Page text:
Re: Genealogies-Matt/Luke

Glenn Morton (
Mon, 06 May 1996 21:21:21

Paul Arveson wrote:

> Back when I was doing Bible studies for students, one bright Jewish
> student confronted me with the apparent discrepancy in genealogies
>between Matt. and Luke. I know that the standard line is that one is
>Joseph's and the other is Mary's, but that wasn't sufficient. The
>generation counts are so different. It even appears that Matthew's count
>doesn't add up to 3 groups of 14 even as he says it does, unless you
>overlap a bit.
> I examined several commentaries without much light; the best one I
>found was a careful and sincere attempt made by the 100-year old edition
>of Smith's Bible dictionary, which accounted for some but not all of the
>problems, and admitted as much (the new edition has this material
> I decided to use the Matthew genealogy problem as a question that I
>would ask of all the Bible scholars I met over the years. I thought
>that (following a suggestion from Dick Bube) I would thereby get a better
>practical definition of "inerrancy" than in any other way. For instance,
>I asked John Warwick Montgomery. He said he didn't know the answer, but
>that I should consult Jerome's commentary; Jerome would know. (I never
>located it.) I'm still doing this; the results have been quite
>interesting. They more or less follow the suspicion that inerrancy is
>qualified indefinitely depending on the difficulty of the passage.

I would suggest Eusebius' solution to the genealogy problem. He was the
first church historian after Luke. I had never read his view in modern
books and so found it very interesting. I have modified this scheme from
Eusebius because Eusebius seemed to think that Melki was the direct father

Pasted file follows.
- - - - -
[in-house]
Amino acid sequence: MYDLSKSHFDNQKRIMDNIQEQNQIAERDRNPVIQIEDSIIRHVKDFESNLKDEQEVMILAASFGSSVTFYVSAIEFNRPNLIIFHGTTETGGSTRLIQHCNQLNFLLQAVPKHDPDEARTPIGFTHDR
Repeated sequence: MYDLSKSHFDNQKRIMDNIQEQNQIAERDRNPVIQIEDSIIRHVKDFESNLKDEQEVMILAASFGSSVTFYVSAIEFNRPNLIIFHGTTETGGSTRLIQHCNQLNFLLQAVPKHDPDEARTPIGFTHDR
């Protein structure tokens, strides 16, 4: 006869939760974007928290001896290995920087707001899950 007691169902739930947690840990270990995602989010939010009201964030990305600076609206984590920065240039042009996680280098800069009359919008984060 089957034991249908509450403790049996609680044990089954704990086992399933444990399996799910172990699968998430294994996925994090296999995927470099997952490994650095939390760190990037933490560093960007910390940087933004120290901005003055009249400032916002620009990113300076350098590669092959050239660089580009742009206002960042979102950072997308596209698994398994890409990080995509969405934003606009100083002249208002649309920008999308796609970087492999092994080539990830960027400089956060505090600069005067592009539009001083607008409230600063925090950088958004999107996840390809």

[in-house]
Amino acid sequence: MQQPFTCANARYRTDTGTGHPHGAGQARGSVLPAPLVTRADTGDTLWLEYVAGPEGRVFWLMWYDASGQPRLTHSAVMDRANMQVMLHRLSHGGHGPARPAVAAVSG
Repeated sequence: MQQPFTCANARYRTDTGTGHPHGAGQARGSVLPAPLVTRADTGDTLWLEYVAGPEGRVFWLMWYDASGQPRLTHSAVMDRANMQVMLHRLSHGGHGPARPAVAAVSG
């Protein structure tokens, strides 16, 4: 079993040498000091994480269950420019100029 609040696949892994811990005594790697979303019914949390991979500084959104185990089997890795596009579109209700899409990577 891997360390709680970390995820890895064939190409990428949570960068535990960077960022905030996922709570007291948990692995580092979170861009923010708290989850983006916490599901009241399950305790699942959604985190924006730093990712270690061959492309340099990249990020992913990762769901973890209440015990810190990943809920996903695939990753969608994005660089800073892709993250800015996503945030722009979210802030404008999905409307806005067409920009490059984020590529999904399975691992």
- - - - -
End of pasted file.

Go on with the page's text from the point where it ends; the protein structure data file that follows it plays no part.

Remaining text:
of Eli. He wasn't.

Eusebius says that both are genealogies of Joseph but one follows Joseph's
legal genealogy (from Luke); the other (from Matthew) follows the
biological lineage. Jacob and Eli are half brothers biologically. Their
fathers were unrelated yet married the same woman. Eusebius says that the
same thing happened in the next generation. Jacob and Eli were married to
the same woman. Eli had died first. Jacob marries Jesus' grandmother and
raises Joseph up as the legal heir of Eli, but Joseph is the biological
son of Jacob. This is due to the Jewish law which says a man can marry the
widow of a brother who left no offspring and raise up children for that
dead childless brother. Thus a genealogy of law is not equal to genealogy
of biology.

It looks like this.

Solomon Nathan
| |
Mattan----------?------------- Matthat
dies first | |
Jacob---?---- Eli (dies first)
Biological line | Legal line
Eli dies Jacob marries Eli's Widow raises Joseph as Eli's seed
according to Law
~~Eusebius, Ecclesiastical History, (Grand Rapids: Baker Book
House, 1955), p.33

I think I have modified Eusebius's scheme correctly.

Foundation,Fall and Flood